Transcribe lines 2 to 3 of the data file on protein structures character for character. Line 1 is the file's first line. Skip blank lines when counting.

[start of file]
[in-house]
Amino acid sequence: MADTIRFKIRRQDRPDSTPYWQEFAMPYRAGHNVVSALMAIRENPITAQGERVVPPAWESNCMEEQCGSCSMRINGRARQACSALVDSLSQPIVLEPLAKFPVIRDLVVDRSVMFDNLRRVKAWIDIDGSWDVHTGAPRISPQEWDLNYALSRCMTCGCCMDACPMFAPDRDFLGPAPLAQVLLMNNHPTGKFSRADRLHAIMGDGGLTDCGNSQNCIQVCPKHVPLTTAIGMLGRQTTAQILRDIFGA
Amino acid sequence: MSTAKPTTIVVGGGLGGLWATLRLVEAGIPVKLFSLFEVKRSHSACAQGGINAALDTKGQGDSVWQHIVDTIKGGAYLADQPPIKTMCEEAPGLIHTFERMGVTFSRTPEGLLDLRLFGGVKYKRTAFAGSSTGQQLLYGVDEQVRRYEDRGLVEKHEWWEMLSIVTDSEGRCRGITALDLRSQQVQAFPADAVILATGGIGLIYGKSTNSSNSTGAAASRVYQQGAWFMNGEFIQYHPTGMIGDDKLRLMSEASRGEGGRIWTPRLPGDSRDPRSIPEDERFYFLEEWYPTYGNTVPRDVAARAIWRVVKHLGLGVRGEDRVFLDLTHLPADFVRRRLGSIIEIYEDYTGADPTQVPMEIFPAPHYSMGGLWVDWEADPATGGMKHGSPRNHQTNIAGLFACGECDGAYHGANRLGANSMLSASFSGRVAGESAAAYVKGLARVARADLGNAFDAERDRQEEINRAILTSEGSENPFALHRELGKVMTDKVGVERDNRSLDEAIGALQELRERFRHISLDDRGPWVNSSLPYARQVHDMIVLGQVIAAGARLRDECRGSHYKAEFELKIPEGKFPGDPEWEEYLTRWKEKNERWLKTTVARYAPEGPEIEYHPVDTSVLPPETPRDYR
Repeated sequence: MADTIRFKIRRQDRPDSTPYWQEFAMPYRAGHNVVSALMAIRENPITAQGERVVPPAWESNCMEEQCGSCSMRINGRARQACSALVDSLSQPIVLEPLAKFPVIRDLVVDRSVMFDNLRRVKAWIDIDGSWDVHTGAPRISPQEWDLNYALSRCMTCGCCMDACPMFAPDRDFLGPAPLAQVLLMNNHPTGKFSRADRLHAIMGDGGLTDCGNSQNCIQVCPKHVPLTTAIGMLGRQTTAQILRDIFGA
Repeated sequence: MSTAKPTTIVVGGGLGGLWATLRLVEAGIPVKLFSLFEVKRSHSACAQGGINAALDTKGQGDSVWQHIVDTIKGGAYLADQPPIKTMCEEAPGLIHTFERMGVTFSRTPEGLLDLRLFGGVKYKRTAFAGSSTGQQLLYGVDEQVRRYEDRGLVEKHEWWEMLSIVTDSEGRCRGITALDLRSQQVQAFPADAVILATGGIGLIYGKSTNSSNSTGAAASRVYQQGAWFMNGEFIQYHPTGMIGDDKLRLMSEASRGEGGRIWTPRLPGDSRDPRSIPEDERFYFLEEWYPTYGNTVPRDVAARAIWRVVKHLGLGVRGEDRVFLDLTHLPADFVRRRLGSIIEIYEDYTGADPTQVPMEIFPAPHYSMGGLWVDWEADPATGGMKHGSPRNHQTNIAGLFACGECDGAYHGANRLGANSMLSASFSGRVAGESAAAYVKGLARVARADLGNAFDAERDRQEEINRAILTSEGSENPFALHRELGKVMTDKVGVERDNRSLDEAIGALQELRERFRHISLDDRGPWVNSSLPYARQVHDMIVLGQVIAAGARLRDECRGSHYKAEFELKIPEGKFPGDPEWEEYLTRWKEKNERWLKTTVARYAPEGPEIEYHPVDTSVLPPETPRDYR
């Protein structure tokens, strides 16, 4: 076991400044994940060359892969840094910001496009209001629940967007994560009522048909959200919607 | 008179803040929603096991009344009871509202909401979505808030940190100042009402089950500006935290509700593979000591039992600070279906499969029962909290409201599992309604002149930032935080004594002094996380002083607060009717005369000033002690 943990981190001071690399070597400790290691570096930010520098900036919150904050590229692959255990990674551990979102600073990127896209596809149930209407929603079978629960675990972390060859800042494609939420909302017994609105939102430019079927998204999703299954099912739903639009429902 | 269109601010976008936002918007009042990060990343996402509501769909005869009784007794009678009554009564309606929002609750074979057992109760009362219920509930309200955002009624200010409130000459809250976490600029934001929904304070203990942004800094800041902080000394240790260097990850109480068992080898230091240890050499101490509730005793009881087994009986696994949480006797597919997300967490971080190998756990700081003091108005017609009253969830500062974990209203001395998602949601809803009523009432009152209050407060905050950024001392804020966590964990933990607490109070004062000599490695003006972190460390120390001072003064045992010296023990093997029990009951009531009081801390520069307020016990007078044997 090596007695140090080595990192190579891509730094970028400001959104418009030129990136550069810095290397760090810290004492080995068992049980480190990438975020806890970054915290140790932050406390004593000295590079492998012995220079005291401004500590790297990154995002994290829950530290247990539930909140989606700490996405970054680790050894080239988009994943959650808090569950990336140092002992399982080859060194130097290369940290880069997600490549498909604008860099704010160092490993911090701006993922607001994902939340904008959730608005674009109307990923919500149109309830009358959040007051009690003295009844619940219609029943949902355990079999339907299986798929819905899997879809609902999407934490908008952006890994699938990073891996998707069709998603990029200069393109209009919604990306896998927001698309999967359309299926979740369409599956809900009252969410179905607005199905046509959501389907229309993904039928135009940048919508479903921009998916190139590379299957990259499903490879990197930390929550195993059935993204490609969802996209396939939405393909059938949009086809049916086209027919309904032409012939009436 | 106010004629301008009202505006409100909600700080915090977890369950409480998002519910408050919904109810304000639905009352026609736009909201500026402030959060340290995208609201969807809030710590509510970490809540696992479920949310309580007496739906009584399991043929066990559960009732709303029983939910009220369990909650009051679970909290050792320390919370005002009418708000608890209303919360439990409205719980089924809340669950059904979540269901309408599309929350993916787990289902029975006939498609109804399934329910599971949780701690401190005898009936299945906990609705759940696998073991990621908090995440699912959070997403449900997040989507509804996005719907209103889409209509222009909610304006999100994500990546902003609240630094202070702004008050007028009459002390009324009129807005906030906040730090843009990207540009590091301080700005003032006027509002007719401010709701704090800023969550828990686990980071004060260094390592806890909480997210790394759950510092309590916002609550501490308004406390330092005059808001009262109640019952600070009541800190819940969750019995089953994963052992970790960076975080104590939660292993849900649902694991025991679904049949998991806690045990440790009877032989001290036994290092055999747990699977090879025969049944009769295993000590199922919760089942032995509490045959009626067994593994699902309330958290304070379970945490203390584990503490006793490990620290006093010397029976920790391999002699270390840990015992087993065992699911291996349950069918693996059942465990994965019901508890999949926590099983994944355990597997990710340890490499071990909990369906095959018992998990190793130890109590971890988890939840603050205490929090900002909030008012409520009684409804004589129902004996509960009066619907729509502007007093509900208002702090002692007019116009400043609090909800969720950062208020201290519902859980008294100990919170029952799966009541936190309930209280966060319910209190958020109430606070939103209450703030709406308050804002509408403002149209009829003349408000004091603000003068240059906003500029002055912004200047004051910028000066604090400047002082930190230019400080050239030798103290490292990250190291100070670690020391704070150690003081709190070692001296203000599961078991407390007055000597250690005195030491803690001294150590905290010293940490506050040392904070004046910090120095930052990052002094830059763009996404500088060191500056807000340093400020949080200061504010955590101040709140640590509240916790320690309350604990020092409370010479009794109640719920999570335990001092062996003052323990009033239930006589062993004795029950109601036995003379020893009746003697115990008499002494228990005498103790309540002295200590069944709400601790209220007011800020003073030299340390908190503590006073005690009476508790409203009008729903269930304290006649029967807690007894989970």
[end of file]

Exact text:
Amino acid sequence: MADTIRFKIRRQDRPDSTPYWQEFAMPYRAGHNVVSALMAIRENPITAQGERVVPPAWESNCMEEQCGSCSMRINGRARQACSALVDSLSQPIVLEPLAKFPVIRDLVVDRSVMFDNLRRVKAWIDIDGSWDVHTGAPRISPQEWDLNYALSRCMTCGCCMDACPMFAPDRDFLGPAPLAQVLLMNNHPTGKFSRADRLHAIMGDGGLTDCGNSQNCIQVCPKHVPLTTAIGMLGRQTTAQILRDIFGA
Amino acid sequence: MSTAKPTTIVVGGGLGGLWATLRLVEAGIPVKLFSLFEVKRSHSACAQGGINAALDTKGQGDSVWQHIVDTIKGGAYLADQPPIKTMCEEAPGLIHTFERMGVTFSRTPEGLLDLRLFGGVKYKRTAFAGSSTGQQLLYGVDEQVRRYEDRGLVEKHEWWEMLSIVTDSEGRCRGITALDLRSQQVQAFPADAVILATGGIGLIYGKSTNSSNSTGAAASRVYQQGAWFMNGEFIQYHPTGMIGDDKLRLMSEASRGEGGRIWTPRLPGDSRDPRSIPEDERFYFLEEWYPTYGNTVPRDVAARAIWRVVKHLGLGVRGEDRVFLDLTHLPADFVRRRLGSIIEIYEDYTGADPTQVPMEIFPAPHYSMGGLWVDWEADPATGGMKHGSPRNHQTNIAGLFACGECDGAYHGANRLGANSMLSASFSGRVAGESAAAYVKGLARVARADLGNAFDAERDRQEEINRAILTSEGSENPFALHRELGKVMTDKVGVERDNRSLDEAIGALQELRERFRHISLDDRGPWVNSSLPYARQVHDMIVLGQVIAAGARLRDECRGSHYKAEFELKIPEGKFPGDPEWEEYLTRWKEKNERWLKTTVARYAPEGPEIEYHPVDTSVLPPETPRDYR